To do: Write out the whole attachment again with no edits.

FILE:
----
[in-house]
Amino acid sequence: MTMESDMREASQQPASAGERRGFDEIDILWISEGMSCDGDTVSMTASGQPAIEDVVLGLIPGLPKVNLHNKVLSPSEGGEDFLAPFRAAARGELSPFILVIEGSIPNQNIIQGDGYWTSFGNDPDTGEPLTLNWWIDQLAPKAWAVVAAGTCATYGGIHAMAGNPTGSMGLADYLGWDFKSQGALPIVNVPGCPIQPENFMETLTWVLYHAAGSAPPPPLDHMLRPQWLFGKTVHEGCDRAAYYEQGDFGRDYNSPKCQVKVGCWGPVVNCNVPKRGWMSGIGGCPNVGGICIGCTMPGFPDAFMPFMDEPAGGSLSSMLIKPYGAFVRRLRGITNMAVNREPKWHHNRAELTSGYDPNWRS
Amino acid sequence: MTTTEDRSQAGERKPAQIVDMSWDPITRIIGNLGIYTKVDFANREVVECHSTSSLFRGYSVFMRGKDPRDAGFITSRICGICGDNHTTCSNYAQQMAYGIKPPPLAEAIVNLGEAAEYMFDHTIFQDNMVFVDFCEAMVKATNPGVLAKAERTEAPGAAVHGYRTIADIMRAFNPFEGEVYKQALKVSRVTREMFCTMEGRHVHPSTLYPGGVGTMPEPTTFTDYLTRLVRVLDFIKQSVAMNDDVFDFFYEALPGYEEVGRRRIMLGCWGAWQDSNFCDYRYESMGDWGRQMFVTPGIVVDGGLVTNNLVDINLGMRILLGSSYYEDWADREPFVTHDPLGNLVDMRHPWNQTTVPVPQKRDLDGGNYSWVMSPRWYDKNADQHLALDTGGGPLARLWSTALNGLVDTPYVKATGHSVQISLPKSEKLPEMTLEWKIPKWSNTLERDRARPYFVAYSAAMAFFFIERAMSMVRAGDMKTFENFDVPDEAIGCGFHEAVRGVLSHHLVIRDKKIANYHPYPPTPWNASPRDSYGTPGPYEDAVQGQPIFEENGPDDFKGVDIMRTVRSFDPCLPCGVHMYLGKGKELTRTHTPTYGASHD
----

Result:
[in-house]
Amino acid sequence: MTMESDMREASQQPASAGERRGFDEIDILWISEGMSCDGDTVSMTASGQPAIEDVVLGLIPGLPKVNLHNKVLSPSEGGEDFLAPFRAAARGELSPFILVIEGSIPNQNIIQGDGYWTSFGNDPDTGEPLTLNWWIDQLAPKAWAVVAAGTCATYGGIHAMAGNPTGSMGLADYLGWDFKSQGALPIVNVPGCPIQPENFMETLTWVLYHAAGSAPPPPLDHMLRPQWLFGKTVHEGCDRAAYYEQGDFGRDYNSPKCQVKVGCWGPVVNCNVPKRGWMSGIGGCPNVGGICIGCTMPGFPDAFMPFMDEPAGGSLSSMLIKPYGAFVRRLRGITNMAVNREPKWHHNRAELTSGYDPNWRS
Amino acid sequence: MTTTEDRSQAGERKPAQIVDMSWDPITRIIGNLGIYTKVDFANREVVECHSTSSLFRGYSVFMRGKDPRDAGFITSRICGICGDNHTTCSNYAQQMAYGIKPPPLAEAIVNLGEAAEYMFDHTIFQDNMVFVDFCEAMVKATNPGVLAKAERTEAPGAAVHGYRTIADIMRAFNPFEGEVYKQALKVSRVTREMFCTMEGRHVHPSTLYPGGVGTMPEPTTFTDYLTRLVRVLDFIKQSVAMNDDVFDFFYEALPGYEEVGRRRIMLGCWGAWQDSNFCDYRYESMGDWGRQMFVTPGIVVDGGLVTNNLVDINLGMRILLGSSYYEDWADREPFVTHDPLGNLVDMRHPWNQTTVPVPQKRDLDGGNYSWVMSPRWYDKNADQHLALDTGGGPLARLWSTALNGLVDTPYVKATGHSVQISLPKSEKLPEMTLEWKIPKWSNTLERDRARPYFVAYSAAMAFFFIERAMSMVRAGDMKTFENFDVPDEAIGCGFHEAVRGVLSHHLVIRDKKIANYHPYPPTPWNASPRDSYGTPGPYEDAVQGQPIFEENGPDDFKGVDIMRTVRSFDPCLPCGVHMYLGKGKELTRTHTPTYGASHD